One night while falling asleep to the soothing scroll of my Instagram stories, I paused on an acquaintance’s re-post from one of those inspirational-yet-not-attributed quote accounts. It said something brief and philosophical about people revealing their true colors once you voice your needs (I don’t remember the exact phrasing, it was past midnight and also a year ago.) I responded with a thumbs-up emoji. Ten minutes later, my phone was buzzing away with a slew of DMs from her, containing blocks of text about a recent tumultuous breakup with a boyfriend who, not two weeks later, started dating someone new and was posting all about it. She was devastated. I found myself offering emotional support via DM several time zones away, to a stranger experiencing such heartache that she could not help but post a vague saying I happened to identify with in the moment.
I now realize that what I unwittingly succumbed to was the mysterious-yet-juicy allure of breakup content. Like a nosy moth to a melodramatic lamp, I could not help but interject myself into what was none of my business (someone else’s personal life) dressed up as something vaguely resembling my business (my Instagram stories feed).
Before social media, relationships were considered a private matter between the people involved, and for many folks, they still are. But now, relationships also serve as a great source for content — we closely follow the soft-launch lead-up, exalt in the eventual reveal, devour the coordinated TikTok dances, and like every perfunctory anniversary post. In other words, we love to love love!
You never really see breakup announcement posts though, do you? Unless you’re J.Lo and can instruct your publicists to craft an official media PSA that downplays the cheating rumors of your baseball boyfriend, or Gwyneth-enough to make your divorce a new trend. Most of us civilians don’t go around shouting about the cessation of our partnerships.
That’s not to say breakup content doesn’t exist, though; it does, maybe now more than ever before. Coming off the relationship-testing pandemic, divorce filings are on the rise as courts re-open, and 2021 has already seen the release of two all-time breakup albums from Olivia Rodrigo and Kacey Musgraves. Following the much-talked-about split from her ex John Mulaney, Anna Marie Tendler created a high-art photographic series of herself in the house they shared illustrating her sadness at the end of their relationship.
For others who do not necessarily yearn for the catharsis of creative exploration of their emotional process, the spiral of heartbreak can look a bit more... conspicuous. Besides, not all of us have the budget to produce a spanning visual album.
Breakup content doesn’t have a formulaic trajectory like couple content. Instead, information is doled out piecemeal in the form of vague indicators of poetic distress — earnest song lyrics, overly long captions, cryptic selfies — a general departure from one’s usual content beat. None of which directly addresses the source of implied crisis, all of which may be deleted soon after posting. Some people who actually know the poster may sense that something is up and reach out, but a majority of the audience may just continue scrolling, thinking “Hmm, I guess they finally got around to streaming Star-Crossed.” (Or if you’re cringe like me, send a thumbs-up reaction.)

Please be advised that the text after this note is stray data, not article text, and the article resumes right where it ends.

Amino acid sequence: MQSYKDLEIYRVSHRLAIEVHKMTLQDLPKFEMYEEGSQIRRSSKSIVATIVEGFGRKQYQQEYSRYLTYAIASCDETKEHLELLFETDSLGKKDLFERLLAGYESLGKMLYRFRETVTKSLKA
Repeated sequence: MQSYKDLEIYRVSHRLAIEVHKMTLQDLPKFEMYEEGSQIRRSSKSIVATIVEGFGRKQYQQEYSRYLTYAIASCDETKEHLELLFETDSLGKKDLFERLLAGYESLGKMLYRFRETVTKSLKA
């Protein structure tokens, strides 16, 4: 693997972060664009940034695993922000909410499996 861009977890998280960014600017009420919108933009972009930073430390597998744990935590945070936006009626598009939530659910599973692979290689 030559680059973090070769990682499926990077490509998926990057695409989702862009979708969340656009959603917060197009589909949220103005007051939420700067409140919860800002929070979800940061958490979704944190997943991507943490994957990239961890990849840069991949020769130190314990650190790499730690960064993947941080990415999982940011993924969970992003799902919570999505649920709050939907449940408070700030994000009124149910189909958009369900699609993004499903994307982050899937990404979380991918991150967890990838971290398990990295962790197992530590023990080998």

Many of us in our rational minds would, of course, counter that you could just not post on social media when you’re sad. Being quiet is, after all, free. But the dissolution of romantic relationships is perhaps one of the most isolating experiences there is. As a society we place a lot of emphasis on the concept of soulmates and coupledom more generally. So, of course, the loss of that feels profoundly lonely. Relationships trigger some subterranean-level issues within us, and break-ups often force us to confront them wholesale. And whatever we are or aren’t disclosing in therapy can make its way onto one’s social media. These sad feelings tend to demand any form of release, and sometimes the most difficult time to reach out for help directly is when we’re at our most vulnerable. Hence, the vague subtweets about how you suddenly “get” Taylor Swift.
The saying “misery loves company” implies that unhappy people just want to bring everyone else down, too. But put in a more empathetic way, misery needs company to pull itself back up. Social media is absolutely not the most forgiving platform, but it can sometimes be the most available community to you in the moment when you see your ex posting some awfully cozy-looking stranger on their grid.
So when one of your mutuals tosses up a forlorn selfie on their Instagram stories soundtracked to the acoustic version of “Dreams” by Fleetwood Mac, it’s not necessarily an invitation to engage, but a hint that maybe they’re going through something. And maybe if you’re going through something too, it will serve as a point of connection and help both of you feel less alone. And then, blissfully, it will expire after however many hours, the way all intense feelings eventually do.